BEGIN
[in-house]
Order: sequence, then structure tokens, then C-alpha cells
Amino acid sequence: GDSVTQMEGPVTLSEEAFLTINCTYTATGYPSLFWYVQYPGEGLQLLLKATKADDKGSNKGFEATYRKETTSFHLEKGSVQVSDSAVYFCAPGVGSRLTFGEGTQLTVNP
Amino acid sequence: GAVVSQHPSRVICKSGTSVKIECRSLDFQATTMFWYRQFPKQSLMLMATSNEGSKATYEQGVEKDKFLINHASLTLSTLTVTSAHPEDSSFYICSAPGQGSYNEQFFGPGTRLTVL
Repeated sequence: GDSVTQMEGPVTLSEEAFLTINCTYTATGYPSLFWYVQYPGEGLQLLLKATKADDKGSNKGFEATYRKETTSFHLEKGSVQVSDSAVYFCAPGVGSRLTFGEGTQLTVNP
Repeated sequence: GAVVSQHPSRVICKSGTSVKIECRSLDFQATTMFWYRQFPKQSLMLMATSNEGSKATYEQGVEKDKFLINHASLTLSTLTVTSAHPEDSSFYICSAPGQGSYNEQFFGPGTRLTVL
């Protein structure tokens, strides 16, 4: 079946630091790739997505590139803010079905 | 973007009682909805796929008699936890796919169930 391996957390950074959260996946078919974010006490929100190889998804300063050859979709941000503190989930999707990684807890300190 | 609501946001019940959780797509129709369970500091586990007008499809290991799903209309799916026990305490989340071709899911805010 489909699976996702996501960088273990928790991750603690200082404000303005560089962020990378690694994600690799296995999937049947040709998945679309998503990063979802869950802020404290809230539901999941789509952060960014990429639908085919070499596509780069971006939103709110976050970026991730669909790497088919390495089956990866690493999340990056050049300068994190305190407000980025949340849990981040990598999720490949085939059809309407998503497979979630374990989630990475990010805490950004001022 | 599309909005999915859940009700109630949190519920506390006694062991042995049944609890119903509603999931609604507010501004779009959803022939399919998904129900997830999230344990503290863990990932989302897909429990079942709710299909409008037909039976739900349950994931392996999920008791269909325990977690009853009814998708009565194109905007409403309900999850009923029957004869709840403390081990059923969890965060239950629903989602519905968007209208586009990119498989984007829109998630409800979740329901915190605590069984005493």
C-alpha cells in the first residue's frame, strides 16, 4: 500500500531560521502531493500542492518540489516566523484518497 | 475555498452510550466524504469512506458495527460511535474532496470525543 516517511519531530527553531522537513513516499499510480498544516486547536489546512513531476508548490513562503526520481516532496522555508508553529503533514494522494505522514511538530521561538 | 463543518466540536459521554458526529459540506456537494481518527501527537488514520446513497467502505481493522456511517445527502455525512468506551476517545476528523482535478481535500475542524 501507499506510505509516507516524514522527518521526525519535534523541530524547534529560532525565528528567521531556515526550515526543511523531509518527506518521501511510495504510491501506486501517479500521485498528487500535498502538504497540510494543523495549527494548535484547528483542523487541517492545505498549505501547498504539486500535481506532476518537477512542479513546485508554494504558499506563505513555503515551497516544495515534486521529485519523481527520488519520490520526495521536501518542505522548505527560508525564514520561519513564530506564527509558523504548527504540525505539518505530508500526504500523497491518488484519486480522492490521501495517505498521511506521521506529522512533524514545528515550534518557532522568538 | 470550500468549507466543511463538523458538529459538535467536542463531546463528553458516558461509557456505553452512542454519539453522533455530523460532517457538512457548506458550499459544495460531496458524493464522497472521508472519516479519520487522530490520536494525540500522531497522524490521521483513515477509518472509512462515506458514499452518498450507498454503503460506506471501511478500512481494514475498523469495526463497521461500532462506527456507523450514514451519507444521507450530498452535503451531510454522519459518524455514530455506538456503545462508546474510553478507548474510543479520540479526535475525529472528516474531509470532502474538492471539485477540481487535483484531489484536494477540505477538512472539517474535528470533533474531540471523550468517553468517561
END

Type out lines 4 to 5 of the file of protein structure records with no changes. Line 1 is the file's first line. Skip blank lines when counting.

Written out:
Amino acid sequence: GAVVSQHPSRVICKSGTSVKIECRSLDFQATTMFWYRQFPKQSLMLMATSNEGSKATYEQGVEKDKFLINHASLTLSTLTVTSAHPEDSSFYICSAPGQGSYNEQFFGPGTRLTVL
Repeated sequence: GDSVTQMEGPVTLSEEAFLTINCTYTATGYPSLFWYVQYPGEGLQLLLKATKADDKGSNKGFEATYRKETTSFHLEKGSVQVSDSAVYFCAPGVGSRLTFGEGTQLTVNP